Thursday, August 9, 2012

The Knork and Chork

Posted By on Thu, Aug 9, 2012 at 5:25 AM

If only Mr. Pitt had a Knork...
  • Sony Pictures Home Entertainment
  • If only Mr. Pitt had a Knork...
No, that's not the name of the newest trendy eatery; instead, those are the names of two of the newest entrants in hybrid cutlery. For years, the world of hybrid cutlery has been dominated by the spork. In existence since as early as the 19th century, the spork — in my mind — enjoys its enduring popularity largely due to KFC and prisons. Other hybrids have been tried, but not many have “stuck” around. But now, these two relatively new utensils are trying to revolutionize the way Westerners* eat and give the spork a run for its money.

First up is the Knork. The Knork is a better version of a pie fork, as it is usable both right- and left-handed and is intended for use with any food, not just a pastry. Not only does it remove the need for those awkward steps unique to the American style of eating (a holdover from Colonial days when the Brits still ate like civilized folk), but it actually provides a useful tool for anyone who doesn’t have a second hand. And it’s available in plastic; think about how this could make eating at a cocktail party so much easier! In tandem with one of those plates with the built-in stemware holder, that is.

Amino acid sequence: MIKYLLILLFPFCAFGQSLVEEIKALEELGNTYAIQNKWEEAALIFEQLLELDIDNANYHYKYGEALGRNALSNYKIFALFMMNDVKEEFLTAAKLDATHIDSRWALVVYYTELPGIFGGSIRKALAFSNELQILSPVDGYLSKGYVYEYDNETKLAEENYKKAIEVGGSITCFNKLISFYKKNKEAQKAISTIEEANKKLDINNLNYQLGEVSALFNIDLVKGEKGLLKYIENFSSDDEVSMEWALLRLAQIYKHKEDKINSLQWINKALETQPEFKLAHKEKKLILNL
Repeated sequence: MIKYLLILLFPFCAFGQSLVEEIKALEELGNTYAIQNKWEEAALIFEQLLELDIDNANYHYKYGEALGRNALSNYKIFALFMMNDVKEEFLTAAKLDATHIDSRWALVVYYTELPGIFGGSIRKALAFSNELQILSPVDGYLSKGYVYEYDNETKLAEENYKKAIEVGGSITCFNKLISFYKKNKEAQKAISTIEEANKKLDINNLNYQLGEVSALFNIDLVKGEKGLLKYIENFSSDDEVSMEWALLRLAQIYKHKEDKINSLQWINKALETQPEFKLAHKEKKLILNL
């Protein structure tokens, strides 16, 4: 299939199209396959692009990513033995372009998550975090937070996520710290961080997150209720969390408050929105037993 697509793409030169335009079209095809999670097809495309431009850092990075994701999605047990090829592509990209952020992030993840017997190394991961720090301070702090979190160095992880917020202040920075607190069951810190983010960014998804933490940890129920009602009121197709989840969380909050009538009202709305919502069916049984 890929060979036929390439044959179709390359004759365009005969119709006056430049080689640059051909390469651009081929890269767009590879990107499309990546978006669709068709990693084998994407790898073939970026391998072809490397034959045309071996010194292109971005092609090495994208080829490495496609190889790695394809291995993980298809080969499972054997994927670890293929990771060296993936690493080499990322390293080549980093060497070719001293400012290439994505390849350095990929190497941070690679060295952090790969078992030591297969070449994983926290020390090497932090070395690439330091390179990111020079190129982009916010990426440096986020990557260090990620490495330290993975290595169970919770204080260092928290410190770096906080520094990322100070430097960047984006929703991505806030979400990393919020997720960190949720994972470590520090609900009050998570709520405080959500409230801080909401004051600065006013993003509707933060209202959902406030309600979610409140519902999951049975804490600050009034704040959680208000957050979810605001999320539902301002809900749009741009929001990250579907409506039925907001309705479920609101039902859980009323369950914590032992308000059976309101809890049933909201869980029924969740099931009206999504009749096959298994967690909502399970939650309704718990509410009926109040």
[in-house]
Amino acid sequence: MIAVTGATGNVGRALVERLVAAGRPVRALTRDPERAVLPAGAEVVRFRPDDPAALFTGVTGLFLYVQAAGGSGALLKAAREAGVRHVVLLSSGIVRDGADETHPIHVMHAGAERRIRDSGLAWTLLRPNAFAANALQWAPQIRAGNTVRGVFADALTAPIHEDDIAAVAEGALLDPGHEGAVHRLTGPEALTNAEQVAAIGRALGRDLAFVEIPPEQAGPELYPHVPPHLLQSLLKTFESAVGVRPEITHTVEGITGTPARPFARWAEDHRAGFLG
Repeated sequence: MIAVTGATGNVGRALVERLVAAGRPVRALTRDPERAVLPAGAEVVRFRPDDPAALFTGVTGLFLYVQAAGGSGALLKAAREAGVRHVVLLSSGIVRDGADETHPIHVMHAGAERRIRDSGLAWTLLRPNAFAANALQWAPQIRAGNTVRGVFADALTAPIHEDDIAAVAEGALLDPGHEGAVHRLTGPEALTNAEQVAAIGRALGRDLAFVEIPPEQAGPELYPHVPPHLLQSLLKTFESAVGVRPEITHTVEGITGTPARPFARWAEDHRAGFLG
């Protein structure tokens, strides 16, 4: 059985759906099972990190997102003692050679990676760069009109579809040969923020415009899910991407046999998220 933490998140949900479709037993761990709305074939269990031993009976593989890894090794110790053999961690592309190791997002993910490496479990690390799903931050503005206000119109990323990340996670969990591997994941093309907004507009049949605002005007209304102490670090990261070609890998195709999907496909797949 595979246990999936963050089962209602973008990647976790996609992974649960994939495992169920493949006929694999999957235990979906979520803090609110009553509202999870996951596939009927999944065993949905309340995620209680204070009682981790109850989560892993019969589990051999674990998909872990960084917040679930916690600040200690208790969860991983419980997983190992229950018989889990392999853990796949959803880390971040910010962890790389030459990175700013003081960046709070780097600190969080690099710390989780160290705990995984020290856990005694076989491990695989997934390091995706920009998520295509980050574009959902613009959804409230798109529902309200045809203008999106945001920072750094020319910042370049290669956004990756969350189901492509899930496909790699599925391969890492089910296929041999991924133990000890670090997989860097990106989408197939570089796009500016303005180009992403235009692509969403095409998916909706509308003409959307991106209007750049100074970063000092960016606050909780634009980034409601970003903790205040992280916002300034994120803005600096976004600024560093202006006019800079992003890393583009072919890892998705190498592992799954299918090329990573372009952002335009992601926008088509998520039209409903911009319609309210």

The Knork is also available for the food-service industy. Richard Blais, of Top Chef fame, apparently uses Knorks in all of his Flip Burger Boutiques. Ostensibly, this eliminates the need to purchase and clean knives. Makes sense.

Joining the Knork in this new wave of cutlery innovation is the Chork. Created by an enterprising amateur sushi eater, the Chork is composed of two pieces that function apart at the tips as chopsticks and together as a fork on the reverse end. When it was first introduced back in the spring, it got some enthusiastic thumbs up, but I don’t see a use for it myself. At sushi restaurants, I unapologetically use my hands to eat sushi, a fork to eat everything else and for every other Asian food, I’m just all fork. I can use chopsticks almost as well as a fork, but — quite frankly — that’s not saying much. I’m a completely graceless eater thanks to a couple of old injuries. And general clumsiness.

But for those interested in adding either or both to your flatware collection, you can purchase the Knork and the Chork on their respective websites.

*Let's be real: Americans.

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